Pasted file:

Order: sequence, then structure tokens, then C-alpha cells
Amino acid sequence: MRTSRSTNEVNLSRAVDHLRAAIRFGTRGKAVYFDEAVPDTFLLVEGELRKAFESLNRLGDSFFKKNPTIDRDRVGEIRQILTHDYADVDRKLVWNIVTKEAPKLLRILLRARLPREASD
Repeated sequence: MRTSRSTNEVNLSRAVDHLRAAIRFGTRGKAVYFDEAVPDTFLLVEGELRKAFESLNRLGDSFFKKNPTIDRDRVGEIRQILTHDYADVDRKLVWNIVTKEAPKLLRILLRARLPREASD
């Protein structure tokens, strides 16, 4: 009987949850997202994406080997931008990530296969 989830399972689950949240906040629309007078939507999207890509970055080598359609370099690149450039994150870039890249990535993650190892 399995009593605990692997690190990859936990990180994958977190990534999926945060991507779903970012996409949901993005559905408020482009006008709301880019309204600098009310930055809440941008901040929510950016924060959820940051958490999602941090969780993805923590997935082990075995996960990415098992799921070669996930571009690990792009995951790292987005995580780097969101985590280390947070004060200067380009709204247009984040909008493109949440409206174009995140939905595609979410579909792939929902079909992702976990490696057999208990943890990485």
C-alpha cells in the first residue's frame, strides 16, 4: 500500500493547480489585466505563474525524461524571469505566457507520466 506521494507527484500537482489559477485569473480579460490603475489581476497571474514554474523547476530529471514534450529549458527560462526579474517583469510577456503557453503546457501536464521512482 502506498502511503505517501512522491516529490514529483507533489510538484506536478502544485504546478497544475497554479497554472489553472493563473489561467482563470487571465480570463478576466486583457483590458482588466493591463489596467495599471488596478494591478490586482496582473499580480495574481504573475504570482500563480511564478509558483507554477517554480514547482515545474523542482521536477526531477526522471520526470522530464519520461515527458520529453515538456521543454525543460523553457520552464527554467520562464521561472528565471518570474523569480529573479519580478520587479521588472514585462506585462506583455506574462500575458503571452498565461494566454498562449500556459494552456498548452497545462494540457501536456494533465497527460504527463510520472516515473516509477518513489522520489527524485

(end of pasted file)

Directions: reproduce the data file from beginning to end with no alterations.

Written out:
Order: sequence, then structure tokens, then C-alpha cells
Amino acid sequence: MRTSRSTNEVNLSRAVDHLRAAIRFGTRGKAVYFDEAVPDTFLLVEGELRKAFESLNRLGDSFFKKNPTIDRDRVGEIRQILTHDYADVDRKLVWNIVTKEAPKLLRILLRARLPREASD
Repeated sequence: MRTSRSTNEVNLSRAVDHLRAAIRFGTRGKAVYFDEAVPDTFLLVEGELRKAFESLNRLGDSFFKKNPTIDRDRVGEIRQILTHDYADVDRKLVWNIVTKEAPKLLRILLRARLPREASD
């Protein structure tokens, strides 16, 4: 009987949850997202994406080997931008990530296969 989830399972689950949240906040629309007078939507999207890509970055080598359609370099690149450039994150870039890249990535993650190892 399995009593605990692997690190990859936990990180994958977190990534999926945060991507779903970012996409949901993005559905408020482009006008709301880019309204600098009310930055809440941008901040929510950016924060959820940051958490999602941090969780993805923590997935082990075995996960990415098992799921070669996930571009690990792009995951790292987005995580780097969101985590280390947070004060200067380009709204247009984040909008493109949440409206174009995140939905595609979410579909792939929902079909992702976990490696057999208990943890990485």
C-alpha cells in the first residue's frame, strides 16, 4: 500500500493547480489585466505563474525524461524571469505566457507520466 506521494507527484500537482489559477485569473480579460490603475489581476497571474514554474523547476530529471514534450529549458527560462526579474517583469510577456503557453503546457501536464521512482 502506498502511503505517501512522491516529490514529483507533489510538484506536478502544485504546478497544475497554479497554472489553472493563473489561467482563470487571465480570463478576466486583457483590458482588466493591463489596467495599471488596478494591478490586482496582473499580480495574481504573475504570482500563480511564478509558483507554477517554480514547482515545474523542482521536477526531477526522471520526470522530464519520461515527458520529453515538456521543454525543460523553457520552464527554467520562464521561472528565471518570474523569480529573479519580478520587479521588472514585462506585462506583455506574462500575458503571452498565461494566454498562449500556459494552456498548452497545462494540457501536456494533465497527460504527463510520472516515473516509477518513489522520489527524485